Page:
Excessive rainfall event likely Friday afternoon-Saturday morning resulting in flooding.
A surface cold front currently moving southward is now expected to reach our NW counties around College Station early Friday and then slowly move across SE TX during the day. This front will act as a strong lifting feature to promote widespread showers and thunderstorms within a very favorably moist air mass. In fact models continue to suggest near record/record moisture levels will be in place by Friday afternoon with PWS of 1.8-2.0 inches over much of the area. Forecast soundings show little instability, but loaded with plentiful moisture form the surface into the upper levels indicating convection will be very effective at heavy rainfall production. Unfortunately it appears the slow moving surface front will be nearing the US 59 corridor around the time that maximum parameters for heavy rainfall focus over SE TX. This includes a very strong 45-55kt low level jet which will transport copious moisture into the frontals slope. Additionally, winds aloft become increasing divergent helping to aid lift and vent near surface lift. Add in a slow moving surface boundary and a nearly “tropical air mass” and you pretty much have everything needed for excessive rainfall rates.
Widespread rainfall amounts of 3-6 inches appear likely over nearly all of the area with isolated totals of 8-10 inches. It is still somewhat uncertain where those higher isolated totals may occur, but areas along and NW of US 59 may have a slightly greater risk than areas S of US 59. Much of the higher totals will tend to focus closely with the surface front and where it slows at times as it crosses the region. In addition to the overall totals, high hourly rainfall rates of 2-3 inches per hour will be possible which will lead to rapid urban flooding of street systems.
Forecasted rainfall amounts and the widespread nature of the rainfall pattern strongly support significant rises on area watersheds. Think most basins can handle 6 hour totals of 3-4 inches, but anything greater than about 4 inches in 6 hours is going to likely be cause for concern. Creek, bayou, and river flooding will be possible especially in the San Jacinto, Trinity, and Brazos basins. For Harris County, all of the creeks and bayous will likely see significant rises and exceeding of flood stage levels is possible on some of the watersheds depending on exactly where the heaviest rains fall. Greatest concern at the moment is for the watersheds over the northern half of Harris County, but think all watersheds have about equal chances of seeing significant rises and possible flooding. Usual common flooding locations on Little Cypress Creek and lower South Mayde Creek will likely experience flooding. Some structure flooding will be possible if watersheds exceed their banks or intense rainfall rates overwhelm street systems.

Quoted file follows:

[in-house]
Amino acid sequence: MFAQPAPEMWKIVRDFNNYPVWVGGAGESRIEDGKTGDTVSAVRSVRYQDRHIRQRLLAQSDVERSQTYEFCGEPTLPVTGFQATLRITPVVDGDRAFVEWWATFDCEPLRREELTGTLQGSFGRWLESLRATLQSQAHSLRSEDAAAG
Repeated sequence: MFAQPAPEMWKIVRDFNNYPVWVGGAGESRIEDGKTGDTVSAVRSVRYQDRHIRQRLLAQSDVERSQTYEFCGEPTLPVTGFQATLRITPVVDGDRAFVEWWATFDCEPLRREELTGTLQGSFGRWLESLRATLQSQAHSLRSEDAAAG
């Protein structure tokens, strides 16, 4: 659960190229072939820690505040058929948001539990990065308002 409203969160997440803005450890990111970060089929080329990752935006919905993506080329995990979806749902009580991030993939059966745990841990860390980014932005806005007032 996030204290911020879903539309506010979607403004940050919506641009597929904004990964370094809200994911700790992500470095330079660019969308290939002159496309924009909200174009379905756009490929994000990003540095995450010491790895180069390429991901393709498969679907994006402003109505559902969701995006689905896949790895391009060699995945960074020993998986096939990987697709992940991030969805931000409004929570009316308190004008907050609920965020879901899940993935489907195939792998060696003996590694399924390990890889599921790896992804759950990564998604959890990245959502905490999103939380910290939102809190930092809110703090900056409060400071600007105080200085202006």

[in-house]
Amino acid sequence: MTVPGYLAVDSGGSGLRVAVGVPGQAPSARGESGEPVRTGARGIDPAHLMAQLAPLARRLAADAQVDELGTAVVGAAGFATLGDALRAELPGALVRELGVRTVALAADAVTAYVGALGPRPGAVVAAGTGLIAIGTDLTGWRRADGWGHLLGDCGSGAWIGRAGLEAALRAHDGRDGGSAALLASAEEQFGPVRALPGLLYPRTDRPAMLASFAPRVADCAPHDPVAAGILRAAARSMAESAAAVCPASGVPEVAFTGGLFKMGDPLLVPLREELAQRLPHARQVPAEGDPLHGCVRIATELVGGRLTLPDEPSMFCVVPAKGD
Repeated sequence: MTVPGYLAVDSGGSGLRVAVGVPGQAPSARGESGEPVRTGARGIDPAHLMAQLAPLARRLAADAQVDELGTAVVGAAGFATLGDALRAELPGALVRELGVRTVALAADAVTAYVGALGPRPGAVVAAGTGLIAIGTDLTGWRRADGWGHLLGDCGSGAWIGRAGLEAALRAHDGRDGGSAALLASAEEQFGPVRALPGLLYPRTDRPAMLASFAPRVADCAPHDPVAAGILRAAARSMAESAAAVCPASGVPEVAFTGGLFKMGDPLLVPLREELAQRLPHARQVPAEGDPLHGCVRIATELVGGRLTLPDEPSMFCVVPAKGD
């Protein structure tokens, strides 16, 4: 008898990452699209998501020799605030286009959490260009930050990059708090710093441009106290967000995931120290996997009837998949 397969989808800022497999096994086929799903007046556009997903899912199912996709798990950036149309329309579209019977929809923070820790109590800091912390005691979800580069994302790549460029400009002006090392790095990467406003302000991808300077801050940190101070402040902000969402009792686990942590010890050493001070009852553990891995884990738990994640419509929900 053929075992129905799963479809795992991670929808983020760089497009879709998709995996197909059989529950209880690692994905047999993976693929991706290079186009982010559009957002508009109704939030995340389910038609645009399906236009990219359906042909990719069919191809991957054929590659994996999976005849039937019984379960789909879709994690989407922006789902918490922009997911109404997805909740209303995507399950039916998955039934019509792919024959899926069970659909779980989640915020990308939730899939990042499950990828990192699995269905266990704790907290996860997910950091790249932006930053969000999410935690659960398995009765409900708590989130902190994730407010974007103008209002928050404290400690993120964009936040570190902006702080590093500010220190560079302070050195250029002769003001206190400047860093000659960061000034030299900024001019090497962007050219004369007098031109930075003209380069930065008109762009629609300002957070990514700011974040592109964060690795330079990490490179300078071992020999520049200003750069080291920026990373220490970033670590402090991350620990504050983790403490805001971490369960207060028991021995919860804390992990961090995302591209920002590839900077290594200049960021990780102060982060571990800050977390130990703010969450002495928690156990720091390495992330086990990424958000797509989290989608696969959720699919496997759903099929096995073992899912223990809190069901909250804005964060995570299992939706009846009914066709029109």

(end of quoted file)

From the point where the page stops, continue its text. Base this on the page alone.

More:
Timing: Friday morning College Station area, mid to late afternoon Houston area through Saturday morning
Amounts: 3-6 inches widespread isolated 8-10 inches
Watersheds: flooding of creeks, bayous, and rivers is possible
Street Flooding: high threat for street flooding
Severe: a few storms late Friday night may become severe near the coast with a tornado threat.
Forecasted Rainfall Amounts:
Due to rainfall upstream of the District in the Brazos River watershed, we are anticipating elevated water levels in the Brazos River and possibly Ditch H. The current forecast is estimating the Brazos River level at the Richmond gauge to be 39.2 feet on Sunday, October 21, 2018. It is possible we could see Richmond gauge at or above 40 feet. The District’s operator and engineer are monitoring and will continue to monitor the Brazos River levels and update the District’s website as necessary.
For additional information regarding current Brazos River levels, you may visit the website of Fort Bend County Office of Emergency Management at http://fbcoem.org.
With the current rain throughout Texas and in our area, river projections have began to increase on the Brazos. Right now, projections are 38.4′ which doesn’t pose any threat to District’s levee systems. Based on what we are seeing and with the continued releases upstream, we will probably see a river crest in the low 40s which does seal off gravity flow to all pump stations. After speaking with the County, they believe it will probably stay up for an extended period of time (a week or so) until water levels throughout Texas can drain out. The District and LMS are preparing for a 40’ elevation on the river and going through our Action Stage protocol. Should the river reach 40′, we will pump any rainfall that occurs to make sure we are always at full storage internally. All pump stations are fully operational and ready to go should more rainfall come to the District. There are projections of 2-4” of rain over the next week, which is well under what our pump stations can handle. The District doesn’t anticipate having to run pumps for a long period of time to catch up on internal water levels.
We will continue to monitor the upcoming river heights and give provide updates on this site should things change.